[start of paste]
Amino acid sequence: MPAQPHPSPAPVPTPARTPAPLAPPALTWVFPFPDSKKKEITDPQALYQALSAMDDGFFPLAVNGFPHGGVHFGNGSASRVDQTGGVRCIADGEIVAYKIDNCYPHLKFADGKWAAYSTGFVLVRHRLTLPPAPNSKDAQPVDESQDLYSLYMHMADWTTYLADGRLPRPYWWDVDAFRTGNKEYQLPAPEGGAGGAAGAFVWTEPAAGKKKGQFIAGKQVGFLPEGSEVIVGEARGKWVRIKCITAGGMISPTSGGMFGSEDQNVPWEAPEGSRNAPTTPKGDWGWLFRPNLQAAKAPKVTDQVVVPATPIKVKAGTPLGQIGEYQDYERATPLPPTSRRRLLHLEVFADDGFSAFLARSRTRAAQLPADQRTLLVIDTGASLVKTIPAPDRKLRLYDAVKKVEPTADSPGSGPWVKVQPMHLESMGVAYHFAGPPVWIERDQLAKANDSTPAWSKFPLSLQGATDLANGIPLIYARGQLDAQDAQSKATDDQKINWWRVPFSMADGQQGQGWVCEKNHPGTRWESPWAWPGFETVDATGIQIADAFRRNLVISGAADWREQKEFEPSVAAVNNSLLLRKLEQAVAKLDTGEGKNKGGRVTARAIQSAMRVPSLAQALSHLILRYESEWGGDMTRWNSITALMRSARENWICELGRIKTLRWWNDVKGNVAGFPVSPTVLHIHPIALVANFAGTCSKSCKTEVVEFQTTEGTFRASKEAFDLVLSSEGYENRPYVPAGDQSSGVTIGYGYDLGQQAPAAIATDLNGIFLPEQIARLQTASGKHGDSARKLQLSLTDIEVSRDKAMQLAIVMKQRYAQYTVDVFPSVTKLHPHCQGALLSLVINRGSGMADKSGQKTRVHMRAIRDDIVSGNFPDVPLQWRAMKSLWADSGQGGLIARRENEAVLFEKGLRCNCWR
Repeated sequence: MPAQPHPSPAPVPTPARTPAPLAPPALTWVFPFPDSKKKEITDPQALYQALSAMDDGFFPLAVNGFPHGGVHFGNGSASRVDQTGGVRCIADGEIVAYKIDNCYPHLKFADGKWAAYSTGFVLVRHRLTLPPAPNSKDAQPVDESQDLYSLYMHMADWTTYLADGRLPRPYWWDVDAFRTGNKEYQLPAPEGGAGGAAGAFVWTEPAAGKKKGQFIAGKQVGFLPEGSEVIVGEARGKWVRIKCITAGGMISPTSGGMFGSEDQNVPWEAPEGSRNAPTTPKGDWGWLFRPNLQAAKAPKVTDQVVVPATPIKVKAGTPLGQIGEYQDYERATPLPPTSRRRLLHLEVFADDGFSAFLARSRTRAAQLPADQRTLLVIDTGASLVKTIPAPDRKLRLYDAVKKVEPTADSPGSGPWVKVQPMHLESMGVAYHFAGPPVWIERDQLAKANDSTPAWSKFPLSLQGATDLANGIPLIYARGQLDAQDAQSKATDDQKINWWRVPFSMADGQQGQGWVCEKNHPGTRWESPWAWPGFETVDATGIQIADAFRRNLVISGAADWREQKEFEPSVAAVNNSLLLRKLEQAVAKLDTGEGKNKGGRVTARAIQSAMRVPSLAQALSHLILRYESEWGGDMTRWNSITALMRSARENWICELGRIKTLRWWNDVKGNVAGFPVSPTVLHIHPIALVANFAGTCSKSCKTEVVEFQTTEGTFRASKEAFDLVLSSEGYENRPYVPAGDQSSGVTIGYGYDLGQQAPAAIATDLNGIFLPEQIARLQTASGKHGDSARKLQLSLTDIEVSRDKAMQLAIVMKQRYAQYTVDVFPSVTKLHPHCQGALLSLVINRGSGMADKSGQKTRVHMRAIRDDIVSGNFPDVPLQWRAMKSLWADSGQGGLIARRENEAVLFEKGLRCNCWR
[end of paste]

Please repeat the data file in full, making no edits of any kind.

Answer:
Amino acid sequence: MPAQPHPSPAPVPTPARTPAPLAPPALTWVFPFPDSKKKEITDPQALYQALSAMDDGFFPLAVNGFPHGGVHFGNGSASRVDQTGGVRCIADGEIVAYKIDNCYPHLKFADGKWAAYSTGFVLVRHRLTLPPAPNSKDAQPVDESQDLYSLYMHMADWTTYLADGRLPRPYWWDVDAFRTGNKEYQLPAPEGGAGGAAGAFVWTEPAAGKKKGQFIAGKQVGFLPEGSEVIVGEARGKWVRIKCITAGGMISPTSGGMFGSEDQNVPWEAPEGSRNAPTTPKGDWGWLFRPNLQAAKAPKVTDQVVVPATPIKVKAGTPLGQIGEYQDYERATPLPPTSRRRLLHLEVFADDGFSAFLARSRTRAAQLPADQRTLLVIDTGASLVKTIPAPDRKLRLYDAVKKVEPTADSPGSGPWVKVQPMHLESMGVAYHFAGPPVWIERDQLAKANDSTPAWSKFPLSLQGATDLANGIPLIYARGQLDAQDAQSKATDDQKINWWRVPFSMADGQQGQGWVCEKNHPGTRWESPWAWPGFETVDATGIQIADAFRRNLVISGAADWREQKEFEPSVAAVNNSLLLRKLEQAVAKLDTGEGKNKGGRVTARAIQSAMRVPSLAQALSHLILRYESEWGGDMTRWNSITALMRSARENWICELGRIKTLRWWNDVKGNVAGFPVSPTVLHIHPIALVANFAGTCSKSCKTEVVEFQTTEGTFRASKEAFDLVLSSEGYENRPYVPAGDQSSGVTIGYGYDLGQQAPAAIATDLNGIFLPEQIARLQTASGKHGDSARKLQLSLTDIEVSRDKAMQLAIVMKQRYAQYTVDVFPSVTKLHPHCQGALLSLVINRGSGMADKSGQKTRVHMRAIRDDIVSGNFPDVPLQWRAMKSLWADSGQGGLIARRENEAVLFEKGLRCNCWR
Repeated sequence: MPAQPHPSPAPVPTPARTPAPLAPPALTWVFPFPDSKKKEITDPQALYQALSAMDDGFFPLAVNGFPHGGVHFGNGSASRVDQTGGVRCIADGEIVAYKIDNCYPHLKFADGKWAAYSTGFVLVRHRLTLPPAPNSKDAQPVDESQDLYSLYMHMADWTTYLADGRLPRPYWWDVDAFRTGNKEYQLPAPEGGAGGAAGAFVWTEPAAGKKKGQFIAGKQVGFLPEGSEVIVGEARGKWVRIKCITAGGMISPTSGGMFGSEDQNVPWEAPEGSRNAPTTPKGDWGWLFRPNLQAAKAPKVTDQVVVPATPIKVKAGTPLGQIGEYQDYERATPLPPTSRRRLLHLEVFADDGFSAFLARSRTRAAQLPADQRTLLVIDTGASLVKTIPAPDRKLRLYDAVKKVEPTADSPGSGPWVKVQPMHLESMGVAYHFAGPPVWIERDQLAKANDSTPAWSKFPLSLQGATDLANGIPLIYARGQLDAQDAQSKATDDQKINWWRVPFSMADGQQGQGWVCEKNHPGTRWESPWAWPGFETVDATGIQIADAFRRNLVISGAADWREQKEFEPSVAAVNNSLLLRKLEQAVAKLDTGEGKNKGGRVTARAIQSAMRVPSLAQALSHLILRYESEWGGDMTRWNSITALMRSARENWICELGRIKTLRWWNDVKGNVAGFPVSPTVLHIHPIALVANFAGTCSKSCKTEVVEFQTTEGTFRASKEAFDLVLSSEGYENRPYVPAGDQSSGVTIGYGYDLGQQAPAAIATDLNGIFLPEQIARLQTASGKHGDSARKLQLSLTDIEVSRDKAMQLAIVMKQRYAQYTVDVFPSVTKLHPHCQGALLSLVINRGSGMADKSGQKTRVHMRAIRDDIVSGNFPDVPLQWRAMKSLWADSGQGGLIARRENEAVLFEKGLRCNCWR